Notes on "Head First: Object-Oriented Analysis & Design" - Chapter 8 - Design Principles

Aug 10th, 2020

These are my notes for the book Head First: Object-Oriented Analysis & Design. Information provided here originates from the the book (and therefor the authors who wrote it). I highly, highly recommend getting the book yourself and reading it fully. This is just the information that I felt was most important for myself. The coding problems and exercises they provide are worthwhile, and should be a good enough reason to purchase it.

Originality is Overrated

There's nothing as satisfying as coming up with a completely new and original solution to a problem that's been troubling you for days—until you find out someone else solved the same problem long before you did, and even did better job, too.

This chapter looks at design principles that people have invented over the years and how they can make you a better programmer.


  • Design Principle - A design principle is a basic tool or technique that can be applied to designing or writing code to make that code more maintainable, flexible, or extensible.
  • Delegation - Delegation is when you hand over the responsibility for a particular task to another class or method.
  • Composition - Composition allows you to use behavior from a family of other classes, and to change that behavior at runtime.
  • Aggregation - Aggregation ****is when one class is used as part of another class, but still exists outside of that other class.

Principles from earlier chapters

  • Encapsulate what varies
  • Code to an interface rather than to an implementation
  • Each class in your application should have only one reason to change
  • Classes are about behavior and functionality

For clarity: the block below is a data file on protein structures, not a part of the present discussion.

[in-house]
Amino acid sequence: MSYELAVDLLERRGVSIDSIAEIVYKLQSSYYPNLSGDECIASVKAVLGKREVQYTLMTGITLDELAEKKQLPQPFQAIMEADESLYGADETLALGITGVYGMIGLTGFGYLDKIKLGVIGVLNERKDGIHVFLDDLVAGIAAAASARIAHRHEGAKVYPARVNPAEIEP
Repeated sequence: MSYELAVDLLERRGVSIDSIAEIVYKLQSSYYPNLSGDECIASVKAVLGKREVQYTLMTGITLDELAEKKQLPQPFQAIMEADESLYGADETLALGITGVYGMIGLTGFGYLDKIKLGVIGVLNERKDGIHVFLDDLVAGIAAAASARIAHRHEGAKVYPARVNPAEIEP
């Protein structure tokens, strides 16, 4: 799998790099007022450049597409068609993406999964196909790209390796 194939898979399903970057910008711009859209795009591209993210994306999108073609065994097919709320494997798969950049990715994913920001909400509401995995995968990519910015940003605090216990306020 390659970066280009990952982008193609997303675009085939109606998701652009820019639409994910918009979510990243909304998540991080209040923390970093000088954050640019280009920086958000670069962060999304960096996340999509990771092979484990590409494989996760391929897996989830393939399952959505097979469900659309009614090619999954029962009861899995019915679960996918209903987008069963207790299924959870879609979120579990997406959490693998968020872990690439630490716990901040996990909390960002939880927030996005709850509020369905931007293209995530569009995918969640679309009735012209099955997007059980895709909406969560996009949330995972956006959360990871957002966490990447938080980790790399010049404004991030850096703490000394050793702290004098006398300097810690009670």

Using proven OO design principles results in more maintainable, flexible, and extensible software.

Principle #1: The Open-Closed Principle (OCP)

OCP is about allowing change, but doing it without requiring you to modify existing code.

Classes should be open for extension, and closed for modification.

Once you have a class that works and is being used, you don't want to make changes to it unless you have to. Change is a constant in software development. With OCP, we allow for change through extension rather than through modification of existing code.

Principle #2: Don't Repeat Yourself Principle (DRY)

Avoid duplicate code by abstracting out things that are common and placing those things in a single location.

The wrong abstraction is worse than having duplicate code, so consider holding off in some scenarios until the situation becomes more clear. Otherwise, don't be afraid to reverse the abstraction and try it again if the abstraction becomes messy and no longer serves its original purpose.

When you're trying to avoid duplicate code, you're really trying to make sure that you only implement each feature and requirement in your application one single time.

DRY is about having each piece of information and behavior in your system in a single, sensible place.

Principle #3: The Single Responsibility Principle (SRP)

You want each object that you design to have just one responsibility to focus on—and when something about that responsibility changes, you'll know exactly where to look to make those changes in your code.

You've implemented the Single Responsibility Principle correctly when each of your objects has only one reason to change.

Cohesion is just another name for the SRP. If you're writing highly cohesive software, then the SRP is likely correctly being applied.

A simple test for spotting multiple responsibilities:

For every method in a class, write this line:

"The itself. "

Does each line make sense? Does your class really have the responsibility that the method indicates it does?

If it doesn't, you're probably violating the SRP with that method. Think about moving the class.


  • The Automobile start(s) itself.
  • The Automobile stop(s) itself.
  • ~~The Automobile changes tires itself.~~